In the early months after Submittable, a Missoula, Mont.-based software company that employs about 100 people, shut down its office because of the coronavirus and told employees to work from home, people manager Asta So spent a lot of time figuring out how and when to bring workers back. But as the pandemic dragged on, her focus has increasingly been on boosting the morale and gauging the work/life balance of homebound employees.

“One of the things I’m trying to figure out is how to keep our culture,” So says. One of her recent projects was “trying to get 15 random employees to get shaved ice in this park near our office—to go outside and, socially distanced, see people that they don’t normally get to see, to cultivate more spontaneous or impulsive interactions.”

In the beginning of the COVID-19 shutdown, So and her teams also organized virtual lunch get- togethers, though lately there’s been some “Zoom fatigue.” Now, some teams are establishing lunch hours where people make sure to go offline or trying to arrange one-on-one meetings in safe outdoor locations—although, “with winter coming, it’s going to be more tricky.”

None of this was in the training manual for So—or for any other HR executive—when they signed up for people management. As the extended pandemic not only triggered lengthy shutdowns but also inspired many firms to announce full-time work from home options for many or all employees, people managers needed creative solutions to brand-new problems. Do workers have the right technology, ergonomic chairs or other logistical support? How do you foster a collaborative culture when workers aren’t in the same place? And what about workers who struggle emotionally with being home alone?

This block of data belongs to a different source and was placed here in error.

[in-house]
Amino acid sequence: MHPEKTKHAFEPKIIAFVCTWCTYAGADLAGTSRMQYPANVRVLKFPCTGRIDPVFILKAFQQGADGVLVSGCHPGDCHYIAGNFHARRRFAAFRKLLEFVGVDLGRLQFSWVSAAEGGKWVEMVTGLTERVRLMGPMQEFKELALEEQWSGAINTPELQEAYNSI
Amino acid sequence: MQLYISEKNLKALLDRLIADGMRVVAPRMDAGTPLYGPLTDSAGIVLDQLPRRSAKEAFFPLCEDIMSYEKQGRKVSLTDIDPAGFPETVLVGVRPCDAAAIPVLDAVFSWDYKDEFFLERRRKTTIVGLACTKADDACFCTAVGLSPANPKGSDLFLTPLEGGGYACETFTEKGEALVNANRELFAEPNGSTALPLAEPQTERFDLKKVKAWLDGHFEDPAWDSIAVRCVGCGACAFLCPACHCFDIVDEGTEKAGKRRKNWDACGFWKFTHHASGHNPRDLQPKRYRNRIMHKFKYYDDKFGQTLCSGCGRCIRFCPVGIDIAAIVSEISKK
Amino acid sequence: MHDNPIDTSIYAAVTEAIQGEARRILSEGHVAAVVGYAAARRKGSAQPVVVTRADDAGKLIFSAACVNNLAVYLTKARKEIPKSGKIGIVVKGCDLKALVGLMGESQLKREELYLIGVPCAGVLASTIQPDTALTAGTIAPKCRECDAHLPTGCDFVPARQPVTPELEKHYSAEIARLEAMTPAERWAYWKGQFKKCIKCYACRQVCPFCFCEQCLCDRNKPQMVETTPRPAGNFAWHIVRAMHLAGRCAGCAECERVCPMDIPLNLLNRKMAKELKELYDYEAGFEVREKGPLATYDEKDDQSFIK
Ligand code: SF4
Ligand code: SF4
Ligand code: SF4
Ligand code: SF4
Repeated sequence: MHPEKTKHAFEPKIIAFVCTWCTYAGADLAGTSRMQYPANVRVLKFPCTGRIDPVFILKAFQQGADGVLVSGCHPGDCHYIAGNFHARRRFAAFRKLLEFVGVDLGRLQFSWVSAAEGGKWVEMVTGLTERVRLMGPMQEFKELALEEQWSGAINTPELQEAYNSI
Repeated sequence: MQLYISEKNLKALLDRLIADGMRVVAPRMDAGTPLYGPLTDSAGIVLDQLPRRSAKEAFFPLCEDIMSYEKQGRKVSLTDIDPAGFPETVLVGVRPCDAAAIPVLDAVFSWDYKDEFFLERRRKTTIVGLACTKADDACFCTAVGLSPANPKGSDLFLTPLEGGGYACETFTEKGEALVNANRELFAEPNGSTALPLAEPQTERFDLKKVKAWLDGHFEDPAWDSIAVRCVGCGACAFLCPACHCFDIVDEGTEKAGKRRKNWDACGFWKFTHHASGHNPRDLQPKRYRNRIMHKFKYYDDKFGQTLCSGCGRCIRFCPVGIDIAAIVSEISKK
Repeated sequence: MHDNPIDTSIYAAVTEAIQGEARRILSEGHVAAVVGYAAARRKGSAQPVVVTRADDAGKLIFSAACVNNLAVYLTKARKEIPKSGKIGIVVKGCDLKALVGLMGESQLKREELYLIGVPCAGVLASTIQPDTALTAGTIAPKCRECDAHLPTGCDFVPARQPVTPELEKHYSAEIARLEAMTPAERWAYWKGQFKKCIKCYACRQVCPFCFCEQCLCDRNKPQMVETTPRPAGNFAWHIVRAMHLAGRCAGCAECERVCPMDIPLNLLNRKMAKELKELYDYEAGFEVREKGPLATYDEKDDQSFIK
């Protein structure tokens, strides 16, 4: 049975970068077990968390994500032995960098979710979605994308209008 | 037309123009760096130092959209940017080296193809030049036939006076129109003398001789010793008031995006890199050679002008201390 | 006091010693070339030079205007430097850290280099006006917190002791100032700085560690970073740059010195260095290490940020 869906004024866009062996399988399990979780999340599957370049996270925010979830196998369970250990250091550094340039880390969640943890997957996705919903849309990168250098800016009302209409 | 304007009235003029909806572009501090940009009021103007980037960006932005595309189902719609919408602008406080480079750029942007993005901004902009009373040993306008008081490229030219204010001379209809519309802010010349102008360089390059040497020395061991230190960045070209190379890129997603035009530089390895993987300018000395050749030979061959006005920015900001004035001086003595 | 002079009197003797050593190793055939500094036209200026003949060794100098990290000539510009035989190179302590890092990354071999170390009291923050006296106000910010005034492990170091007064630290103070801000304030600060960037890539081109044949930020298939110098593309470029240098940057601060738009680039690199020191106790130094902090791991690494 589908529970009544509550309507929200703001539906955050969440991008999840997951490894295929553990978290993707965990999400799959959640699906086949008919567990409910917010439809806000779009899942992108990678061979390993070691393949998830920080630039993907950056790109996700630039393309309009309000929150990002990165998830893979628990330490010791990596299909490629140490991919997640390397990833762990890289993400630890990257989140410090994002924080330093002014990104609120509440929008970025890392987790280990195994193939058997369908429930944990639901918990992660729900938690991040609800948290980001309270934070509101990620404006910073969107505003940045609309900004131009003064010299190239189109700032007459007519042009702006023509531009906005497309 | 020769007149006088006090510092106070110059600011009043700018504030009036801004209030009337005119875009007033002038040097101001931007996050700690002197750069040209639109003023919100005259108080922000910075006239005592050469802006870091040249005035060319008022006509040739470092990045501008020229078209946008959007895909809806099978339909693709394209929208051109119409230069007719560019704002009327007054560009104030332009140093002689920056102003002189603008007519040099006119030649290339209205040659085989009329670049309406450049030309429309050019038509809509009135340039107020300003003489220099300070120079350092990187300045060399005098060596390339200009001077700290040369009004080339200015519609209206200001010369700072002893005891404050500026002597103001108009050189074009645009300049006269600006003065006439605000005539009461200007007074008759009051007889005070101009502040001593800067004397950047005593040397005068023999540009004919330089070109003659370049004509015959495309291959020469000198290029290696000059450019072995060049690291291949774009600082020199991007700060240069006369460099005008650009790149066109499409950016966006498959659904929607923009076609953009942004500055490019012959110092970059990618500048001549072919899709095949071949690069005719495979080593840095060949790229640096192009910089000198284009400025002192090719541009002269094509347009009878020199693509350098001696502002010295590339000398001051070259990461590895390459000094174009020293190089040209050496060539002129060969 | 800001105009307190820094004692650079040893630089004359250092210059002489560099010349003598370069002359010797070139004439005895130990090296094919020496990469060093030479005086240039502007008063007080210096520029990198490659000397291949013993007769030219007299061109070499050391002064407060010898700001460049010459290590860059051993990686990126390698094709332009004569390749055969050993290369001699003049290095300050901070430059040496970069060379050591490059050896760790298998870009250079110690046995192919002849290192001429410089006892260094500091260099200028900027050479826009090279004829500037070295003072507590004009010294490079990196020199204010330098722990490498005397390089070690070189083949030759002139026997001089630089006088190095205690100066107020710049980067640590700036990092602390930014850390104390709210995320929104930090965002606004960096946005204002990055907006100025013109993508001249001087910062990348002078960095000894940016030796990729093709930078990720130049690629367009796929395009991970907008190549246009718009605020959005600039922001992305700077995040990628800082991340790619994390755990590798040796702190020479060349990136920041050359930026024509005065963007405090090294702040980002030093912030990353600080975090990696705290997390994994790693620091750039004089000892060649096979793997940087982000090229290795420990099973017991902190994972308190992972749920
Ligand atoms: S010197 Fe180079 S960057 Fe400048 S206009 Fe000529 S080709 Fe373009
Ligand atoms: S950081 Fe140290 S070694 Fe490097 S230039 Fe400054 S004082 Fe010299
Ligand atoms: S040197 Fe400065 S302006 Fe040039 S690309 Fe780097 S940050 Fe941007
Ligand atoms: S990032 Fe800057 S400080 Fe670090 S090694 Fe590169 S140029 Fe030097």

“The biggest problem is isolation: How do you force these collaborative pathways?” says Nancy Rothbard, professor of management at the University of Pennsylvania’s Wharton School. She says one of the biggest new tasks for HR is to work closely with middle managers to make sure they have the right tools and apps, and a smart strategy, to make teamwork happen remotely. “The virtual watercooler is needed,” Rothbard says, “but it may feel weird to managers, and so you will need to create models.”

Rothbard also notes that companies saving money from downsizing offices or expenses such as maintenance need to think about ways to reinvest some of these dollars on the new needs of employees working from home. Some firms are already doing that, including ServiceNow, the Santa Clara, Calif.-based software company, which early in the pandemic gave each homebound employee $500 to spend on wellness needs, then expanded the payout to $700 to address other issues such as technology for workers’ kids learning from home.

Karen Drosky, a vice president for human resources at ServiceNow, says monthly wellness surveys have been critical. “Those wellness surveys informed us what we needed to do to make employees happier,” she says. “They told us what they needed.” ServiceNow also employs gimmicks such as a contest for the best “staycation,” because the tech firm—like many of its rivals—worried that locked-down employees weren’t using their time off.

Submittable’s So says she also directs considerable attention to keeping the workforce both energized and connected without an office, taking formerly in-house features like exercise classes or lunchtime-discussion groups onto platforms such as Zoom. “We’re trying to translate all the things we used to do in-person to online,” she says.

Alex Alonso, the chief knowledge officer at the Society of Human Resource Management, says it’s important for HR leaders to be patient, realize the pandemic may not end quickly and be flexible. “I would ask most HR officers, people managers and other business leaders to think about what happens in the pandemic that you’re going to make permanent,” he says, “and, rather than just thinking in terms of cost and operations, think about what kind of cognitive work to take from this so when the next situation arises, you’re ready to deal with any number of challenges that arise.”

In closing, with every day that passes we get closer to getting back to normal. Until then we just need to keep on keeping on. Thank you for your continued support.

Best regards,

Jim Sobeck
President & CEO 864-263-4377 (Direct Line)
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Author of The Real Business 101: Lessons From the Trenches